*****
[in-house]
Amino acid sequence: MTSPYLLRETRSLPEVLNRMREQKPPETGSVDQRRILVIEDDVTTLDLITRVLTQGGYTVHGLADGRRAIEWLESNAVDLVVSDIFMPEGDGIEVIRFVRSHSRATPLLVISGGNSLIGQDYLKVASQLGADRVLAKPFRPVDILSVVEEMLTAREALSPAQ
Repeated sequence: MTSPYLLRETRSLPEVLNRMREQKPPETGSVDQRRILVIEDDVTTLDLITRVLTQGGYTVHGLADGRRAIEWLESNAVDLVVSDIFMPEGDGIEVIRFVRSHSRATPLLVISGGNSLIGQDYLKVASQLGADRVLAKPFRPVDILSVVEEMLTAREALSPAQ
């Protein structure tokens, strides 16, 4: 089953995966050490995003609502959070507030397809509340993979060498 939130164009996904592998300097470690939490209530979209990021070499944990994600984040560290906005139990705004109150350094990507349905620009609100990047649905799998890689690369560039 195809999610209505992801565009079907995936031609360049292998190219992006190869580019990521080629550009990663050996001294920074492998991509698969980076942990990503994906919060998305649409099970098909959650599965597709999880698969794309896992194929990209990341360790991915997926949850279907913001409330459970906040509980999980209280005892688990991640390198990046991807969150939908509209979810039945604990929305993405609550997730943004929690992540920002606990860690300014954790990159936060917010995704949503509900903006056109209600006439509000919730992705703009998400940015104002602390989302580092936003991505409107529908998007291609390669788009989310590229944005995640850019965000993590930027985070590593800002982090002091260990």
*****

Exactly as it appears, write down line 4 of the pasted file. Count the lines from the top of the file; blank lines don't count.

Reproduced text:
């Protein structure tokens, strides 16, 4: 089953995966050490995003609502959070507030397809509340993979060498 939130164009996904592998300097470690939490209530979209990021070499944990994600984040560290906005139990705004109150350094990507349905620009609100990047649905799998890689690369560039 195809999610209505992801565009079907995936031609360049292998190219992006190869580019990521080629550009990663050996001294920074492998991509698969980076942990990503994906919060998305649409099970098909959650599965597709999880698969794309896992194929990209990341360790991915997926949850279907913001409330459970906040509980999980209280005892688990991640390198990046991807969150939908509209979810039945604990929305993405609550997730943004929690992540920002606990860690300014954790990159936060917010995704949503509900903006056109209600006439509000919730992705703009998400940015104002602390989302580092936003991505409107529908998007291609390669788009989310590229944005995640850019965000993590930027985070590593800002982090002091260990």